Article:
Health Literacy and Patient Compliance levels amongst the general population have changed very little over the past

past two decades - despite the growth of digital media over that very same period.

Research also shows us that while consumers continue to read in print - they only scan information online.

If we do not focus on what we are reading long enough, we cannot retain it in our short-term memory

- or commit it our long-term memory either for recall when we  need it

It is estimated that reading speed and comprehension in print is four times faster than online.

Most digital platforms are so full of  distractions that the brain has to look for shortcuts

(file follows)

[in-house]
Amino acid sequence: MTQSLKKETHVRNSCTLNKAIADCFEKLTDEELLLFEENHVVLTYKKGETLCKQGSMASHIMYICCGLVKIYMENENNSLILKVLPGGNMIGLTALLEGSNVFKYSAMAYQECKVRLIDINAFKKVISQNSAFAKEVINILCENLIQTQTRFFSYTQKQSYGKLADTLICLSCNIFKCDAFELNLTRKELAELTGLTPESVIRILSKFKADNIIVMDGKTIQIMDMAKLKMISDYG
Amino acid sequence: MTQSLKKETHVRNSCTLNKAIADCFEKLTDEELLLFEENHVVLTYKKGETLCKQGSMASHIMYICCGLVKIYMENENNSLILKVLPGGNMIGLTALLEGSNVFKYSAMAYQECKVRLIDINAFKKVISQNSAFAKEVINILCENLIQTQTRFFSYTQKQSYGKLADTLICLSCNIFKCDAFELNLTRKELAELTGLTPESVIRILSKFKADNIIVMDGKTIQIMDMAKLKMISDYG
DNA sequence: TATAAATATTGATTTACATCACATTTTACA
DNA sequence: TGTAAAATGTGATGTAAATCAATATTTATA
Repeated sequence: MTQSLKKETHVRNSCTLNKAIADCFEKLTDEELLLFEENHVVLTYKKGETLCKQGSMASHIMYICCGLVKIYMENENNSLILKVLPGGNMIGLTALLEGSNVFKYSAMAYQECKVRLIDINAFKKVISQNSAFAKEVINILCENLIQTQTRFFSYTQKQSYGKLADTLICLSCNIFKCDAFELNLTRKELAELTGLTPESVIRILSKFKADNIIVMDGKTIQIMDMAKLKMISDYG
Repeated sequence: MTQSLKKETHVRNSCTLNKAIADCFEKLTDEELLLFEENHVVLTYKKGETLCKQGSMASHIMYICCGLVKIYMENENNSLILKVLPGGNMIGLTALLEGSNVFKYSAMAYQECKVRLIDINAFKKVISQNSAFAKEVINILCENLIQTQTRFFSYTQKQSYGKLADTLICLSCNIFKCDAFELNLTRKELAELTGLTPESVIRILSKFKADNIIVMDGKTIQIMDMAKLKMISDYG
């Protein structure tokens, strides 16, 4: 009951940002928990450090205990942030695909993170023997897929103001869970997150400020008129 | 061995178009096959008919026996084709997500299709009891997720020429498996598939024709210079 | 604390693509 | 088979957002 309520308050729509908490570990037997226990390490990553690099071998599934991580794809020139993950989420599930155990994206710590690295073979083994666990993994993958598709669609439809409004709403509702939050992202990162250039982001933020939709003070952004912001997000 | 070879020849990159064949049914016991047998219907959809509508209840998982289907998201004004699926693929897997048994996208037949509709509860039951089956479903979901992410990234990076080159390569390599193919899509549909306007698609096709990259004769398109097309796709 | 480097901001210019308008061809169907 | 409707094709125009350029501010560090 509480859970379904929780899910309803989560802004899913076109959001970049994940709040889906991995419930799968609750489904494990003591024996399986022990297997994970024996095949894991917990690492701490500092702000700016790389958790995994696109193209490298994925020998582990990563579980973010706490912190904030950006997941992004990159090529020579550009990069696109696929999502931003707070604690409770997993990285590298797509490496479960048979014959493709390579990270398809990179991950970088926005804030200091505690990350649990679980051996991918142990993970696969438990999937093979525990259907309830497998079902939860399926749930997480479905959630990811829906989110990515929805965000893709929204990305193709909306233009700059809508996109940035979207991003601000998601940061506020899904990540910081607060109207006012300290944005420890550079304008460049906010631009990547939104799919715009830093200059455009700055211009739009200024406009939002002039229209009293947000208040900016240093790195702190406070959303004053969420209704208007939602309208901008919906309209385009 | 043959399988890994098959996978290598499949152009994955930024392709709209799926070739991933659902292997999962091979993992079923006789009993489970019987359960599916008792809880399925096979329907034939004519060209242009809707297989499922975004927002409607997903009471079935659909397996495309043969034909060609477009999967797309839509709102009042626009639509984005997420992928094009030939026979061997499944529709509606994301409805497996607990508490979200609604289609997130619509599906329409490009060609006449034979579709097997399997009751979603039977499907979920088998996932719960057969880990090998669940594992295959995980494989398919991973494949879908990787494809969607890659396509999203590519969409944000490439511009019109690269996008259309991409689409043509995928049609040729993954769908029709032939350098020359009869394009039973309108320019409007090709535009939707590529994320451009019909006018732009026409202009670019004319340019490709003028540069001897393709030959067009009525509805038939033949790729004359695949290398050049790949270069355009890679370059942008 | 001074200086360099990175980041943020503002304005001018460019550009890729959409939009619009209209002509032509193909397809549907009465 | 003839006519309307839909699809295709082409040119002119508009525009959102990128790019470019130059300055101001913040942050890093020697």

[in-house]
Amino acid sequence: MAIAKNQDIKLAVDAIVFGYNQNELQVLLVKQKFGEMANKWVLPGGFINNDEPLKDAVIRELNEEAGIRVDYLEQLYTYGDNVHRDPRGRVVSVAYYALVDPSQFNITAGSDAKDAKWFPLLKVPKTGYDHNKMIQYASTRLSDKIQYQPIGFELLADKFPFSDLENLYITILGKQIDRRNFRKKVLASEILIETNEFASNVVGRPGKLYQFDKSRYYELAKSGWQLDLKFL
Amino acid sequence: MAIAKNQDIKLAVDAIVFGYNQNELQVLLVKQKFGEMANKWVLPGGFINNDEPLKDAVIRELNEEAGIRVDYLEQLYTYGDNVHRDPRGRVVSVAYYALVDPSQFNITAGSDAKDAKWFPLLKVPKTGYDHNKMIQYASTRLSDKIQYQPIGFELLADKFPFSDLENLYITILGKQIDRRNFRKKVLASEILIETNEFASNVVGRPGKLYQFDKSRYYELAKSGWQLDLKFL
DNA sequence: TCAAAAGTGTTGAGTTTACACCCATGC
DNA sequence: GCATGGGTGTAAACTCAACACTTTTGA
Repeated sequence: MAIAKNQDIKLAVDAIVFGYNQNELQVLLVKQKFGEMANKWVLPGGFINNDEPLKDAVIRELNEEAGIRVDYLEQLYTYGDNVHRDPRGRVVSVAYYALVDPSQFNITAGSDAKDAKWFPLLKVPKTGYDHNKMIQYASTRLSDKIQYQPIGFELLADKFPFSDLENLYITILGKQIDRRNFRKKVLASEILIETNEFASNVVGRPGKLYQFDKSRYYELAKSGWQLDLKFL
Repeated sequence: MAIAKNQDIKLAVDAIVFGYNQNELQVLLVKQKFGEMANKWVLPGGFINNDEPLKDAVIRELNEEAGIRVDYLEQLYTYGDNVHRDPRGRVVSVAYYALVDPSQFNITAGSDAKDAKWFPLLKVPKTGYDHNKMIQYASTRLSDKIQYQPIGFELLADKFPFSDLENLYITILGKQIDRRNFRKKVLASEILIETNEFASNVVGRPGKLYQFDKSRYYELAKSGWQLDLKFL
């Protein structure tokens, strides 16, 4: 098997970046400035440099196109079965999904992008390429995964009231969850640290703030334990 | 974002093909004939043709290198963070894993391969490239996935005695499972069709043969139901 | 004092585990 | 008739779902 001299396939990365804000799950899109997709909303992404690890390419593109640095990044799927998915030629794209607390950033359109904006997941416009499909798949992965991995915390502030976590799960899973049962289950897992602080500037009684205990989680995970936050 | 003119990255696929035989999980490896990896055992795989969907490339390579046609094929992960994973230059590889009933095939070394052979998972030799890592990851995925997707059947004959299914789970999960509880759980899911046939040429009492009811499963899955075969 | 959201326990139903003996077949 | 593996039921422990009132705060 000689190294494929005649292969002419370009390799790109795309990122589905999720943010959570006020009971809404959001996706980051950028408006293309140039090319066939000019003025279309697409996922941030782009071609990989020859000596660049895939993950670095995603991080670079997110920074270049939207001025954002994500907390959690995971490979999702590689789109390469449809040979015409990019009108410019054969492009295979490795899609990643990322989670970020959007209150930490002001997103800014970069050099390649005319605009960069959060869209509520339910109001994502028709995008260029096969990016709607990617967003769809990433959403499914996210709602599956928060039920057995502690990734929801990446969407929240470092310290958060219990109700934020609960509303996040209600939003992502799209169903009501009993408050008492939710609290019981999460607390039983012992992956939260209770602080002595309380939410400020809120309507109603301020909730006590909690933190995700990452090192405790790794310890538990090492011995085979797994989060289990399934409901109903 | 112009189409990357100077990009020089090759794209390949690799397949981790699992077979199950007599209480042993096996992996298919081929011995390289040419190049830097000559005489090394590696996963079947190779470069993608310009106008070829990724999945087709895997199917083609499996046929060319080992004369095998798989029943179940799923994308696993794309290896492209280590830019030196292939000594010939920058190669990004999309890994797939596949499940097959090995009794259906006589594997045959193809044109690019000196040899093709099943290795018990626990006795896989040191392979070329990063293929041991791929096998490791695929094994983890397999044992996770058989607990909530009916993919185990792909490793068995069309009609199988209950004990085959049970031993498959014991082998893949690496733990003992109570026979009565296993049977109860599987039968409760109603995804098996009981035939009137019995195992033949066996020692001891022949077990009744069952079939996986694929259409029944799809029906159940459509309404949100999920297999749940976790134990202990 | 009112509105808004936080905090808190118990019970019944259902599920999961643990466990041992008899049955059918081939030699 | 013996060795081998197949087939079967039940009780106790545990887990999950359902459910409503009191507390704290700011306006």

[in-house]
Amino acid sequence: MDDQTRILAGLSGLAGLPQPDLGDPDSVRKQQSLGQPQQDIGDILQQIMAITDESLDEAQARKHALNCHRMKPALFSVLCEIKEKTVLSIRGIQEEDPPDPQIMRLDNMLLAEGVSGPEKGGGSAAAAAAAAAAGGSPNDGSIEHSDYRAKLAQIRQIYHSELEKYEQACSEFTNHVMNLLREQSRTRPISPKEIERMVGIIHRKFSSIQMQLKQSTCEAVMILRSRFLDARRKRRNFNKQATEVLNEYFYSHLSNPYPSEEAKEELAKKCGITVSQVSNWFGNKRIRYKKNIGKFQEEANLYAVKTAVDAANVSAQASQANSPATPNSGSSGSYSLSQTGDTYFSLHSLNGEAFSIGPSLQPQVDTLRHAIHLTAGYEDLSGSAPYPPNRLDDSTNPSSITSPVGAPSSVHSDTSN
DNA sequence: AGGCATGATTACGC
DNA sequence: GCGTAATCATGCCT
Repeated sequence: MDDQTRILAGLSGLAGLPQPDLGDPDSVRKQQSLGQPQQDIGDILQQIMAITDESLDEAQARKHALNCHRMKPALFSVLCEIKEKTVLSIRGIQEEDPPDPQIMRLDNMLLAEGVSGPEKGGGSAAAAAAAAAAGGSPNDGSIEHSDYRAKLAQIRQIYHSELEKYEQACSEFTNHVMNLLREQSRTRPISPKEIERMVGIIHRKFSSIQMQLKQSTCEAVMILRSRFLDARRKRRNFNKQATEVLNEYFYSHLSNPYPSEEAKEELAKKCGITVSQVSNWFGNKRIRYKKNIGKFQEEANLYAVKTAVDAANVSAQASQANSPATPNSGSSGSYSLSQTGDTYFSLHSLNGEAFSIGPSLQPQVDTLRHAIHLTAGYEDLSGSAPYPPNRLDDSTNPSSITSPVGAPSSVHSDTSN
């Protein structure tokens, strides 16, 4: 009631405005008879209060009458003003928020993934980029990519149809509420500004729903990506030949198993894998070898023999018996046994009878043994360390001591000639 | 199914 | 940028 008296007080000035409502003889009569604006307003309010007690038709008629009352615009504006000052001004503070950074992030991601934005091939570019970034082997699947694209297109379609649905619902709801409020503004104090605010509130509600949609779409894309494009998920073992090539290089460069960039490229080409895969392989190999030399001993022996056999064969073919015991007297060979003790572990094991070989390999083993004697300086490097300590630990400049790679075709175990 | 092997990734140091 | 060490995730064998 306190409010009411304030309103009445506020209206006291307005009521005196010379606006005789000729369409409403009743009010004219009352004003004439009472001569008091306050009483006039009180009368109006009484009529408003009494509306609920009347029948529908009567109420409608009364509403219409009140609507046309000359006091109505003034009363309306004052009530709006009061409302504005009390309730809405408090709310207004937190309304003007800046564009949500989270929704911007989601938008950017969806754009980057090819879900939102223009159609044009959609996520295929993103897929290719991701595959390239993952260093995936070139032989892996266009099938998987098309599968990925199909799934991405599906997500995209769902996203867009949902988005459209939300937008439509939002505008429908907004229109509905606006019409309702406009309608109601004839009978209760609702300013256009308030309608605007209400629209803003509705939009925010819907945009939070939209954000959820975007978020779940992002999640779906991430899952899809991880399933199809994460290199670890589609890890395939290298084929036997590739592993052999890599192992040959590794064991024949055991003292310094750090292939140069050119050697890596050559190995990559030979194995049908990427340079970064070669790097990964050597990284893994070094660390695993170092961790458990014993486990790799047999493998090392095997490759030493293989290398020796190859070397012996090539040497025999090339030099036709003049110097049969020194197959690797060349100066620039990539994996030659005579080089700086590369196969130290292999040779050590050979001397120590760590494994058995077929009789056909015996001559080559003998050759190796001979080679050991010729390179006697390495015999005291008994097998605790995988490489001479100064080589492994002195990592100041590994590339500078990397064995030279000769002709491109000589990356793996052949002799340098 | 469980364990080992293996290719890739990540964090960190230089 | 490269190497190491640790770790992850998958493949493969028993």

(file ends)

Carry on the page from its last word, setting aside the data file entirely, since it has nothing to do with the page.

to manage this overload, and does this by scanning - rather than reading

Try this simple example (above) then read it again - until you discovered what

you may have missed first time .

Committing short-term memory to long-term memory is crucial in this learning process -  but our short-term

memory can only hold seven items at any one time. So if an eighth is introduced, something else must get lost.

( Ever dashed into a room to find something urgently, then forget what is was you came in for? )

Even before digital media arrived, the average person made approx. 10,000 decisions every single day was

and now those numbers grow exponetially every single day.